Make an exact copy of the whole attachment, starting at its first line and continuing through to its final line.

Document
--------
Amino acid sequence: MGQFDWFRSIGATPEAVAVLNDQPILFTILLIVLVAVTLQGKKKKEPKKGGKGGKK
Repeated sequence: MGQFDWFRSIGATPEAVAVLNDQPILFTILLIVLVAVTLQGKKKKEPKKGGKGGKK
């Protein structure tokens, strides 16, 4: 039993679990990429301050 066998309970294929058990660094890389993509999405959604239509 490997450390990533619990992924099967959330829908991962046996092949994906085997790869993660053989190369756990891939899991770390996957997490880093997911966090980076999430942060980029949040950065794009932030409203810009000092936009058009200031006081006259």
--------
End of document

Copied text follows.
Amino acid sequence: MGQFDWFRSIGATPEAVAVLNDQPILFTILLIVLVAVTLQGKKKKEPKKGGKGGKK
Repeated sequence: MGQFDWFRSIGATPEAVAVLNDQPILFTILLIVLVAVTLQGKKKKEPKKGGKGGKK
């Protein structure tokens, strides 16, 4: 039993679990990429301050 066998309970294929058990660094890389993509999405959604239509 490997450390990533619990992924099967959330829908991962046996092949994906085997790869993660053989190369756990891939899991770390996957997490880093997911966090980076999430942060980029949040950065794009932030409203810009000092936009058009200031006081006259």